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Passover

The Wandering is Over Haggadah: Including Women's Voices

This Passover, the Jewish Women's Archive and JewishBoston.com have teamed up to bring you a downloadable, open source, fully inclusive Haggadah that weaves women's voices throughout the seder.

Why, on this night, do we include women's voices?

In collaboration with JewishBoston.com, JWA are putting the finishing touches on a new Haggadah that highlights women's voices. (Keep an eye out for it next week.) As we've been thinking about seders and traditions and the different ways we could include women's voices in the Haggadah we're creating, I wanted to hear more from you about your traditions and how you include women's voices.

Eating Jewish: Moroccan chicken with olives and lemons

My inspiration for the dishes I write about on Eating Jewish come from a variety of places that range from the numerous cookbooks that I have around my apartment, articles concerning Jewish food in newspapers and magazines, or simply the ingredients that I happen to have on hand at the moment. However, for this dish my inspiration came from my own academic work concerning the Moroccan Jewish community of Montreal.

Eating Jewish: Coconut Jam

Nothing says summer to me like coconut; whatever form it comes in, its taste and smell evoke a beautiful summer day with the warmth of the summer sun on my skin (it also reminds me of a coconut suntan lotion I loved the smell of as a kid and which happens to be my first memory of its smell) Needless to say, I have always loved coconut and I will eat it in almost any dish, whether it is sweet or savory.

Jews and African Americans: Siblings in Oppression?

Explore and interrogate the identification between Jews and African-Americans against the backdrop of the Passover seder.

Moving Inward: bringing liberation movements into the Jewish community

Act out, through tableaux vivants, the ways Jews took what they had learned from the Civil Rights Movement and other liberation movements and used these insights to change the Jewish community.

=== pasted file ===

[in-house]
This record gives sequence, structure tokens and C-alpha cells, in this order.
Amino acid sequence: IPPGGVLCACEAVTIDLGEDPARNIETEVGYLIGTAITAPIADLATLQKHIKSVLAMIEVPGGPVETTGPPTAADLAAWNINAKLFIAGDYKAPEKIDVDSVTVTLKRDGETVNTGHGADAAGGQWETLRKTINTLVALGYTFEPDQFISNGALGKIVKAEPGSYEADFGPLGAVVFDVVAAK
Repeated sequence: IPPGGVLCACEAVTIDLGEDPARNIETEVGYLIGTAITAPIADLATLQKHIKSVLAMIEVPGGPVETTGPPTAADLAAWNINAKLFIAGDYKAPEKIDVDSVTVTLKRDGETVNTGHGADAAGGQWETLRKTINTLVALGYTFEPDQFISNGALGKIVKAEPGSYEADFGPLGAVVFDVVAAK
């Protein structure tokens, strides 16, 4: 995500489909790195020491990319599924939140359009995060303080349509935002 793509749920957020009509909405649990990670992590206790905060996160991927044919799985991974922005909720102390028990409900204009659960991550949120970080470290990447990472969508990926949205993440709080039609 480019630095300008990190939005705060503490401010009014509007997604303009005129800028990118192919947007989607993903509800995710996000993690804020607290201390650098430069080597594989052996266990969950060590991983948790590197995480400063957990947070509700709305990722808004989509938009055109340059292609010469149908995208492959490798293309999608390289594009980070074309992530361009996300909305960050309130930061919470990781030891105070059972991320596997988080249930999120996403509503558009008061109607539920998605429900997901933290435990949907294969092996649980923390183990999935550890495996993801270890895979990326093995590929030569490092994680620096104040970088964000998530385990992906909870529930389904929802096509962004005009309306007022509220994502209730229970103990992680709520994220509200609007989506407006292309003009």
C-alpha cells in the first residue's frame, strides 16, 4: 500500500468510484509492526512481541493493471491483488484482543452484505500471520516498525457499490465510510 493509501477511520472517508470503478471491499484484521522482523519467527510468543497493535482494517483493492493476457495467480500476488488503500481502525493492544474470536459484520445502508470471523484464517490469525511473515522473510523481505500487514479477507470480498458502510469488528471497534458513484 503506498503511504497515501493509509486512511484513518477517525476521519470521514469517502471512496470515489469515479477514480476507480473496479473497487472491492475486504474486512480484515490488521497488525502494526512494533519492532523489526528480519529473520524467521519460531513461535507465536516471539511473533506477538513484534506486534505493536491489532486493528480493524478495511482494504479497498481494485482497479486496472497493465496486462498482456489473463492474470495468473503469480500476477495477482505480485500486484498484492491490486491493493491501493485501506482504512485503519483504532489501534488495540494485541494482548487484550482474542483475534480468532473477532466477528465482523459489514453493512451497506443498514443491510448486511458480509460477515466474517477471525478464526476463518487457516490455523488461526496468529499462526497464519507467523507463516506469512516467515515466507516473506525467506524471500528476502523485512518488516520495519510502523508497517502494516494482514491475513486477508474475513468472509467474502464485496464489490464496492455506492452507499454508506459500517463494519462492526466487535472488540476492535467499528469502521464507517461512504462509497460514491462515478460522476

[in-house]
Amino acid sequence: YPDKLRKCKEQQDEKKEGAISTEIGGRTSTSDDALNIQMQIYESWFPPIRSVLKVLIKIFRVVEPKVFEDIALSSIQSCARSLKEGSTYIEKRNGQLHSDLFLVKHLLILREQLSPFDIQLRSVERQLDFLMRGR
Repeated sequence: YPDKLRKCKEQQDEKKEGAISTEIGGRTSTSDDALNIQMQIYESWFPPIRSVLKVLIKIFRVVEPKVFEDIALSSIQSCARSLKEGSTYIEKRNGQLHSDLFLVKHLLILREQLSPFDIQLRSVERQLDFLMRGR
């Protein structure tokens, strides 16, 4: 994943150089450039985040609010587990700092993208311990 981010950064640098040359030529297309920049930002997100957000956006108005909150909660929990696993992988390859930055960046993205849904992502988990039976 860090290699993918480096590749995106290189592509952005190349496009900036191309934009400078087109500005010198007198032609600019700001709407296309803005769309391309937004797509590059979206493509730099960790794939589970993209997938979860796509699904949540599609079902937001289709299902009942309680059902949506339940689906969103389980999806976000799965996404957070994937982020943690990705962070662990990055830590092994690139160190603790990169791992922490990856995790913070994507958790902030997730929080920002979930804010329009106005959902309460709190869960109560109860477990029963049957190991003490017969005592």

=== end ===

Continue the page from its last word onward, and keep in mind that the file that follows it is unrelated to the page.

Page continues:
More Passover Memories

The other day I blogged about celebrating Passover on my great aunt’s dairy farm outside of Baltimore.

Passover on the Farm

How many kids growing up in Baltimore City in the 1950s celebrated Passover on a dairy farm? How many little girls hunted for the afikomen in a house that had once been home to slaveholders? How many children heard the sounds of cows mooing when they opened the door for Elijah? Not too many, I reckon, but for the first 15 years of my life, our family seders were held on the dairy farm owned by my Great Aunt Sarah Mahr.

Our 10 Plagues

Letty Cottin Pogrebin, a rock-star of Jewish feminism, delivered a speech called “The Ten Plagues According to Jewish Women,” at the Downtown Seder on March 25 in Manhattan. An adaptation of this speech has been published on The Sisterhood blog, and it is fabulous. Pogrebin goes through each of the 10 Plagues and demonstrates how each symbolizes a problem facing Jewish women today.

E.M. Broner publishes "The Telling"

March 1, 1993

Publication of E.M. Broner's "The Telling: The Story of a Group of Jewish Women Who Journey to Spirituality Through Community and Ceremony."

Pages

How to cite this page

Jewish Women's Archive. "Passover." (Viewed on December 15, 2018) <https://jwa.org/topics/passover>.

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